• 35. Meditation <ul><li>Been found to help lower blood pressure, heart rate, and respiration rate </li></ul><ul><li>Those who succeed with meditation continue to do it </li></ul><ul><li>Bias and self-selected samples provide the research </li></ul>
  • 36. Section 3 Drugs and Consciousness
  • 37. Psychoactive Drugs <ul><li>A type of drug that interacts with the central nervous system to alter a person’s mood, perception, and behavior </li></ul><ul><li>Common drugs </li></ul><ul><ul><li>Caffeine, depressants, alcohol, marijuana, LSD </li></ul></ul>
  • 38. How Drugs Work <ul><li>Drugs are carried by the blood and taken to target tissues in parts of the body </li></ul><ul><li>Drug molecules act as neurotransmitters and hook to dendrites of neurons and send out their own chemical messages </li></ul><ul><li>Alcohol molecules tell nerve cells to slowdown and usually leads to passing out </li></ul><ul><li>LSD molecules cause nerve cells to fire resulting in hallucinations </li></ul>
  • 39. Marijuana <ul><li>Is dried leaves and flowers of Indian hemp that produce an altered state of consciousness when smoked or ingested </li></ul><ul><li>Tetrahydrocannabinol (THC) is the active ingredient in marijuana </li></ul><ul><li>Disrupts memory formation (making it difficult to carry out mental and physical tasks </li></ul><ul><li>Long-term use can lead to dependence </li></ul>
  • 40. Hallucinations <ul><li>Perceptions that have no direct external cause—seeing, hearing, smelling, tasting, or feeling things that do not exist </li></ul><ul><li>Occur during or when: </li></ul><ul><ul><li>Hypnosis </li></ul></ul><ul><ul><li>Mediation </li></ul></ul><ul><ul><li>Certain drugs </li></ul></ul><ul><ul><li>Withdraw from a drug </li></ul></ul><ul><ul><li>Psychological breakdown </li></ul></ul><ul><ul><li>Normal conditions </li></ul></ul>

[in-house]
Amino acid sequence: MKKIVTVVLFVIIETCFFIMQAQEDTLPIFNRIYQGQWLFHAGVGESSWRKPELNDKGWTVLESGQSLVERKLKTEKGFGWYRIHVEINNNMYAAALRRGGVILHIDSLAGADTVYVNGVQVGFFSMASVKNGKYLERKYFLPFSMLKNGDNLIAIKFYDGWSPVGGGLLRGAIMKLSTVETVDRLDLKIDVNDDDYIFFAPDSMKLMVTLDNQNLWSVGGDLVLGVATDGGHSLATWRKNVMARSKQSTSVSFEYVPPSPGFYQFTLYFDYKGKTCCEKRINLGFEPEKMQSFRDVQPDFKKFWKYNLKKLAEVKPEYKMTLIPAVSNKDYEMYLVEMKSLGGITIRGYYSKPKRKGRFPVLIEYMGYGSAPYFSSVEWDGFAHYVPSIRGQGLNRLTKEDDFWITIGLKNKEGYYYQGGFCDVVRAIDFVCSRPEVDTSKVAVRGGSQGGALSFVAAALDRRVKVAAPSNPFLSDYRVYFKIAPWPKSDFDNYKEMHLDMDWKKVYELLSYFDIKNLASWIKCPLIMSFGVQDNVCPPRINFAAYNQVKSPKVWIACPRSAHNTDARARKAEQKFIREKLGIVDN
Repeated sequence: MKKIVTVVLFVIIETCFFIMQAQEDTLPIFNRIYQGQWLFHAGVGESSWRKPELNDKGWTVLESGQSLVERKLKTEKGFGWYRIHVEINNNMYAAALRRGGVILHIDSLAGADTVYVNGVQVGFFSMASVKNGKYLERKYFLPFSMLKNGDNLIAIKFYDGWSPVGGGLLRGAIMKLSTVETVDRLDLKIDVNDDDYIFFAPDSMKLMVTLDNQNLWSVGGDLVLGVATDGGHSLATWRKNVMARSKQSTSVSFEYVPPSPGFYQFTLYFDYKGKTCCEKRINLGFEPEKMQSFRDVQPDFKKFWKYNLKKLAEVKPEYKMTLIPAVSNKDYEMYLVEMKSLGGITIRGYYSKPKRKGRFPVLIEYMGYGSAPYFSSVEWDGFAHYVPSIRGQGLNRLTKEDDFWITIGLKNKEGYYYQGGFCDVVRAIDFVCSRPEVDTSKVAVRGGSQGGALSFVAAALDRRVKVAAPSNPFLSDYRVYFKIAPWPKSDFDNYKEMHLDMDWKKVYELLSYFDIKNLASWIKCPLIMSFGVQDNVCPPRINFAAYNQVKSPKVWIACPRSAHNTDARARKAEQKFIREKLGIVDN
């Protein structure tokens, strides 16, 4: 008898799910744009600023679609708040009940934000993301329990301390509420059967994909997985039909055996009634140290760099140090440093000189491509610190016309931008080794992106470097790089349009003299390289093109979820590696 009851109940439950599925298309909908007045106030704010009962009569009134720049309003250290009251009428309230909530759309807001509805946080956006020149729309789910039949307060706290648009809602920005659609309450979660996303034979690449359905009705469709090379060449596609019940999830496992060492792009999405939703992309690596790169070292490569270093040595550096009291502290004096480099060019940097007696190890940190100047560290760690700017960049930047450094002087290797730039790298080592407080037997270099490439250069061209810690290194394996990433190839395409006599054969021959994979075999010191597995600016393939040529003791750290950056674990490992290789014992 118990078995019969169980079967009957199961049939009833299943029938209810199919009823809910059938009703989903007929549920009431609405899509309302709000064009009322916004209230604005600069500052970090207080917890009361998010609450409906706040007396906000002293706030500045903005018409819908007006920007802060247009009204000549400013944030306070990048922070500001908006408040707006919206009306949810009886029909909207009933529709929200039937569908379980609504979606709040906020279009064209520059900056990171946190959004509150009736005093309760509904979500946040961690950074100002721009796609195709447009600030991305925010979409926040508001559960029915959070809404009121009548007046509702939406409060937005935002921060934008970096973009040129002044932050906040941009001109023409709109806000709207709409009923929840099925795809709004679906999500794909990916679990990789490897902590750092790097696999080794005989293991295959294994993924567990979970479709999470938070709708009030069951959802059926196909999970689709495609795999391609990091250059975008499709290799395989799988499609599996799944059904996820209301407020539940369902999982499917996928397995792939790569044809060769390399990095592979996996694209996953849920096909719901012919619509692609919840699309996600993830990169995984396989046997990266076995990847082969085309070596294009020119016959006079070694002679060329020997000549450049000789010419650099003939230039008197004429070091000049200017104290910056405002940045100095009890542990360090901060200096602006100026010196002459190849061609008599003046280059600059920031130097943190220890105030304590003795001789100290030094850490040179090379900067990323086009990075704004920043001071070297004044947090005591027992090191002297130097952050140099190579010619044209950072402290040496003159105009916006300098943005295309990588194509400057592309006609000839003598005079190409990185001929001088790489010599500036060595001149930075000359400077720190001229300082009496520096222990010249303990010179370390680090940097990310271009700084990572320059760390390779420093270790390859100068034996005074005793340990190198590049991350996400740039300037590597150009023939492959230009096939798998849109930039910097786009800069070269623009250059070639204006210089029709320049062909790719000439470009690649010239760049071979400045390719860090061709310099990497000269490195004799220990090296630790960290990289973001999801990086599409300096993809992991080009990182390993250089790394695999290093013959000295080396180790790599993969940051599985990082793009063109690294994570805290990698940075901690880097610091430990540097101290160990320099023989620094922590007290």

• 41. Hallucinogens <ul><li>Drugs that often produce hallucinations </li></ul><ul><li>Also called psychedelics because they create a loss of contact with reality </li></ul><ul><li>LSD- a potent psychedelic drug that produces distortions of perception and thought </li></ul>
  • 42. Hallucinogens <ul><li>LSD Trips </li></ul><ul><ul><li>Can last from 6 to 14 hours </li></ul></ul><ul><ul><li>The user may encounter distortions in familiar objects </li></ul></ul><ul><ul><li>A single stimulus may become the focus of attention for hours </li></ul></ul><ul><ul><li>Impairs thinking even though users feel they are thinking more logically and clearly than before </li></ul></ul>
  • 43. Opiates <ul><li>Usually referred to as narcotics </li></ul><ul><ul><li>Opium </li></ul></ul><ul><ul><li>Morphine </li></ul></ul><ul><ul><li>Heroin </li></ul></ul><ul><li>Produce analgesia or pain reduction </li></ul><ul><li>Regular use leads to addiction </li></ul><ul><li>Overdose leads to loss of control of breathing </li></ul>
  • 44. Alcohol <ul><li>Most widely used and abused mind altering substance in the United States </li></ul><ul><li>Is a depressant that serves to inhibit brain function </li></ul><ul><li>The affect of alcohol depends on the frequency of drinking and the drinker’s body weight </li></ul>
  • 45. Drug abuse and treatment <ul><li>Drug abuse can lead to injury, damage to body, ultimately death </li></ul><ul><li>Treatment for drug abuse usually follows these steps: </li></ul><ul><li>1) the abuser must admit he or she has a problem </li></ul><ul><li>2) the abuser must enter a treatment program or get therapy </li></ul><ul><li>3) the drug abuser must remain drug free </li></ul>
  • 46. Source: <ul><li>Kasschau, Richard, A. Understanding Psychology . McGraw-Hill, Glencoe, New York, New York, 2008. </li></ul>